Dr. Ahn Chul-soo – his name has an impact beyond software ventures. Founder of the famed antivirus software and security solutions provider, AhnLab Inc., Ahn`s name itself stands for principled management and endless challenges to create new value. His life story explains the brand value of his name. He quit a coveted professorship at Seoul National University`s College of Medicine to start a firm to handle computer security solutions, an unexplored field at the time. His decision belied common sense back then and as CEO he nurtured a successful venture company. Then, four years ago, he opted for another change. Leaving management of his company in the hands of professional managers, he enrolled in an MBA program at Wharton School of the University of Pennsylvania in his mid-40s and upon returning to Korea he transformed into a professor at KAIST (Korea Advanced Institute of Science and Technology). He teaches entrepreneurship, a disappearing choice among the younger generation, warning students about the shortcomings of seeking stable jobs and easy lifestyles.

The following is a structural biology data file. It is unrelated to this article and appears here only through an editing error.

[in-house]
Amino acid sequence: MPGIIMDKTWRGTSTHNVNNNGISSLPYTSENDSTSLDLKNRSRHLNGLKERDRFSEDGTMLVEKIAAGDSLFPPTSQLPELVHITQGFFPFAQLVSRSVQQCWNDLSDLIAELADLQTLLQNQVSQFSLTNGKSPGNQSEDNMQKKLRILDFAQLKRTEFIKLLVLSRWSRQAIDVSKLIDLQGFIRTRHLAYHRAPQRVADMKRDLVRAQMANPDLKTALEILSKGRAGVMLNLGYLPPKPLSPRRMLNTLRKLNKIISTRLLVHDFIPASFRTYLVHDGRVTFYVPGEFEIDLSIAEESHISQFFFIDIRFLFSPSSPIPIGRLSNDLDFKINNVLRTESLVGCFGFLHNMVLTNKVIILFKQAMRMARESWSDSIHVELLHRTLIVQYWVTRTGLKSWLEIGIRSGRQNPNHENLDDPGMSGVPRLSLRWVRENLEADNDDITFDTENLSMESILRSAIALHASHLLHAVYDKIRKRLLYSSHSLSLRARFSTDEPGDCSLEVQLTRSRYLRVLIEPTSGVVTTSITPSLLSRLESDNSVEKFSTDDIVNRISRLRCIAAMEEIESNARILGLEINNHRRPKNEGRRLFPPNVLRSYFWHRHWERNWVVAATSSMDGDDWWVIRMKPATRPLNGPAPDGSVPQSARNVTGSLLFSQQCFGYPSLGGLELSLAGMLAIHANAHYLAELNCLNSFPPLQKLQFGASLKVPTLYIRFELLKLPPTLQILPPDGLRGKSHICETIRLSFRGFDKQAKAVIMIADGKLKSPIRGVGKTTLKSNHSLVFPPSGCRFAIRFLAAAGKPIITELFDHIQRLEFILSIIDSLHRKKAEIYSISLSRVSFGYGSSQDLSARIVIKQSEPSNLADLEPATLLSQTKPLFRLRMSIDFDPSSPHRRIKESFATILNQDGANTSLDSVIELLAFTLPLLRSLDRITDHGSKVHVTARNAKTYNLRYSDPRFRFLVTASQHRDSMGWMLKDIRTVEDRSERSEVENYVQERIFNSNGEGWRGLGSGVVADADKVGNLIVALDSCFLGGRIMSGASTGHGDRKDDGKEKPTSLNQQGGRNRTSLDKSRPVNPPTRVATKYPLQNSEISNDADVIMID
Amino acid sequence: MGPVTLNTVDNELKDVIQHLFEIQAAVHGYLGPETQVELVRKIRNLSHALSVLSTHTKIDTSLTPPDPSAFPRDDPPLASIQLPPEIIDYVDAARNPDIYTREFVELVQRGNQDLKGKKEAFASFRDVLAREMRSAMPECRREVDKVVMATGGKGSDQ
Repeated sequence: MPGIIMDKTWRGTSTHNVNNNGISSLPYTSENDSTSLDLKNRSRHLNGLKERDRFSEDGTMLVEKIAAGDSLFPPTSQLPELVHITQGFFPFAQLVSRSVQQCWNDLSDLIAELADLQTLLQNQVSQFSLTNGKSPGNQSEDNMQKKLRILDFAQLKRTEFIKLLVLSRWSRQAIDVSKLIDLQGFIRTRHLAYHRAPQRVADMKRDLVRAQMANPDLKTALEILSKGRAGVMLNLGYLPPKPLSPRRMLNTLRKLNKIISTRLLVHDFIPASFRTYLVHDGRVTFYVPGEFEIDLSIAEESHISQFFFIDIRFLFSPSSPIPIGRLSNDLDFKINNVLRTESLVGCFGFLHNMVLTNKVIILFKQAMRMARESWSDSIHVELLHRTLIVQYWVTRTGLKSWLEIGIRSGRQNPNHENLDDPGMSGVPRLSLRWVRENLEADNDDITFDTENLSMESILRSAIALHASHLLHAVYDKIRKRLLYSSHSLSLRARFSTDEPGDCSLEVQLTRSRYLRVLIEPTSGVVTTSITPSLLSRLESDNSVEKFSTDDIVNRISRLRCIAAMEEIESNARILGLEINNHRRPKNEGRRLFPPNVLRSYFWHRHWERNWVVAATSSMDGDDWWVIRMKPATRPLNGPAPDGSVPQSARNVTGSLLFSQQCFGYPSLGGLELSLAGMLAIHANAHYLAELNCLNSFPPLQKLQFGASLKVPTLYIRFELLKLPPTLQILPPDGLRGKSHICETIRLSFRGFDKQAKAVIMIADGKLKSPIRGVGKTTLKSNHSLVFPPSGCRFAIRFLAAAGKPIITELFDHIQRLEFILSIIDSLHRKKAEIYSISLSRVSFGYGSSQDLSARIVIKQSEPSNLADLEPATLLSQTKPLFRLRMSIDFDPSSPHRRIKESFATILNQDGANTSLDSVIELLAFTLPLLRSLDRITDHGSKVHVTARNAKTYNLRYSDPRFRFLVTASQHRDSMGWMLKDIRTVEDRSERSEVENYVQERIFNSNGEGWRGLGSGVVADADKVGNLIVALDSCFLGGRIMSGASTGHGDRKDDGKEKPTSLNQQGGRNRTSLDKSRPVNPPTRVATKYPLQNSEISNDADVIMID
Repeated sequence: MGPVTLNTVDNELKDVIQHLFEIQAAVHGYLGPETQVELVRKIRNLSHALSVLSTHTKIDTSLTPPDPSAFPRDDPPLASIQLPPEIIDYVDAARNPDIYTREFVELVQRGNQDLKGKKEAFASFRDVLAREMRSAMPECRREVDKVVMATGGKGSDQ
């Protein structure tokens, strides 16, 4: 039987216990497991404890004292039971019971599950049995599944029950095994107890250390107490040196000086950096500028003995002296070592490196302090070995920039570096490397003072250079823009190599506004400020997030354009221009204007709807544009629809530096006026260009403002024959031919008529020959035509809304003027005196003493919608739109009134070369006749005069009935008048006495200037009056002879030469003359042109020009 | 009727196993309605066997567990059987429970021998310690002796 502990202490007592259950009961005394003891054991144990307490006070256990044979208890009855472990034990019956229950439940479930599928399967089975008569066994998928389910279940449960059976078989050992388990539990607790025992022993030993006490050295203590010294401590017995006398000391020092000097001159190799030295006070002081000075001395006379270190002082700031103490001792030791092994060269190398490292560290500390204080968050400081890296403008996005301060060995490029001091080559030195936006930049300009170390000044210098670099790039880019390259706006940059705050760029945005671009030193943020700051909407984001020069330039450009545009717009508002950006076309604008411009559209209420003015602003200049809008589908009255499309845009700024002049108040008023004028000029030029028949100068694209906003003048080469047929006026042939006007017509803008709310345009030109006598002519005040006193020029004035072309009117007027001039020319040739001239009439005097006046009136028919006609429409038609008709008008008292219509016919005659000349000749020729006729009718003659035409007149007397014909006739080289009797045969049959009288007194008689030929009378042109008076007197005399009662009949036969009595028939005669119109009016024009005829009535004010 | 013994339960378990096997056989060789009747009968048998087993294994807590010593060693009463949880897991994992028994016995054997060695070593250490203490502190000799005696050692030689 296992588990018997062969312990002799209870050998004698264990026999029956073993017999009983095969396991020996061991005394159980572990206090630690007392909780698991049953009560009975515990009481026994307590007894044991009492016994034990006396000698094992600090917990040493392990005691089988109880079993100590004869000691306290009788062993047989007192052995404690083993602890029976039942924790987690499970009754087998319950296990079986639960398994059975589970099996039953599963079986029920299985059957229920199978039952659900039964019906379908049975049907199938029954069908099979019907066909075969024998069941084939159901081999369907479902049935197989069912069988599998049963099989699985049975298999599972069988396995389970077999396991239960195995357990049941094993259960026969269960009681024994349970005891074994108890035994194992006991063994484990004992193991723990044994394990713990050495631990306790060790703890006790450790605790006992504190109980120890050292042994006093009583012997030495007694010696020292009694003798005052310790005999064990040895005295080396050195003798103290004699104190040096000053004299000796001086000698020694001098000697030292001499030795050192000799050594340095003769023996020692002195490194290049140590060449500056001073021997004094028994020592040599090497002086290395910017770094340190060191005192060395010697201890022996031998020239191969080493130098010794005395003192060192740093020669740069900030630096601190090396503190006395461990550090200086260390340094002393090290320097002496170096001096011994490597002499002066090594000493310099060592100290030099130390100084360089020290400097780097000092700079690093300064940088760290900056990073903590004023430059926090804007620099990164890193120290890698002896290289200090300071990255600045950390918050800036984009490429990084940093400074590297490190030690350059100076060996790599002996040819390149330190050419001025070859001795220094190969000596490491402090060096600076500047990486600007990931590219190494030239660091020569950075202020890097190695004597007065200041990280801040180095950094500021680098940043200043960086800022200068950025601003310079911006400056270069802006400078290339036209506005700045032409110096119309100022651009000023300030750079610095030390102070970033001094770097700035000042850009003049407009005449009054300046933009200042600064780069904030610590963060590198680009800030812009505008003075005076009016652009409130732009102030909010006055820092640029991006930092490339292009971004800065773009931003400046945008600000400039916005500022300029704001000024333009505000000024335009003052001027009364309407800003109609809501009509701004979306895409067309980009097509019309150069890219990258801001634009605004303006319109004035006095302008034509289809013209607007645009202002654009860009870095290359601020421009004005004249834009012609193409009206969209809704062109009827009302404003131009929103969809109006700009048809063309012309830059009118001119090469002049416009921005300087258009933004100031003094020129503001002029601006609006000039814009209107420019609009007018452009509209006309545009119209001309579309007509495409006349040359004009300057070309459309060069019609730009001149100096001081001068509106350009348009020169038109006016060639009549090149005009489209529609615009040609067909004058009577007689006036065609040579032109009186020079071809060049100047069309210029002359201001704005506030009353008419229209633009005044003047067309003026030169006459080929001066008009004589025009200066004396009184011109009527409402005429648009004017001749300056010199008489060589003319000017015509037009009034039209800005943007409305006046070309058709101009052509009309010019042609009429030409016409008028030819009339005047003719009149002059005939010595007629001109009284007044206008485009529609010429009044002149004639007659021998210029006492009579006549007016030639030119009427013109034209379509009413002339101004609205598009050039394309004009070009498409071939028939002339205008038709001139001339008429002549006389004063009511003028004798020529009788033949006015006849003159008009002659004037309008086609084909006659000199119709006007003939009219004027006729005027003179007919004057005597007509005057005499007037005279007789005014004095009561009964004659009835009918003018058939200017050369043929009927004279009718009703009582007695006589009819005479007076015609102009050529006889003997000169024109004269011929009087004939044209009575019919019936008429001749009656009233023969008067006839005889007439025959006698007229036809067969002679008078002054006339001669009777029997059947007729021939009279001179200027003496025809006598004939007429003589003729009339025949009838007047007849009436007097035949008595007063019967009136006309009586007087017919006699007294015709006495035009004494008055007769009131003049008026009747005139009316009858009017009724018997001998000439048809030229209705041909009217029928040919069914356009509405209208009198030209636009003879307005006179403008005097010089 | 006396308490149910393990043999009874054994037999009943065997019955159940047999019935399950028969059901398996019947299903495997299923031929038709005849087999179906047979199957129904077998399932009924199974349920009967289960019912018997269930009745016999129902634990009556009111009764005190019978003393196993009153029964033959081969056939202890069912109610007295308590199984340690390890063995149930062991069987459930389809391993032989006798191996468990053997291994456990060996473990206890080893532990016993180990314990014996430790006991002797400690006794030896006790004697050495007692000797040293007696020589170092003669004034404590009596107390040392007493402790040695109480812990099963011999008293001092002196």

Ahn`s lectures, animated by his own experiences, arouse sympathy among his students and more than a few of them altered their life choices. His lectures are so popular that they rated 4.8 out of 5.0 in the students` lecture evaluation. Besides teaching he keeps himself busy with various social activities, including public lectures, writing, and overseeing corporate management as an outside director. All of his activities are geared primarily toward enhancing the possibility of success of the venture industry as a seasoned consultant analyzing the systemic problems of small and midsize enterprises (SMEs) and venture businesses and offering counsel.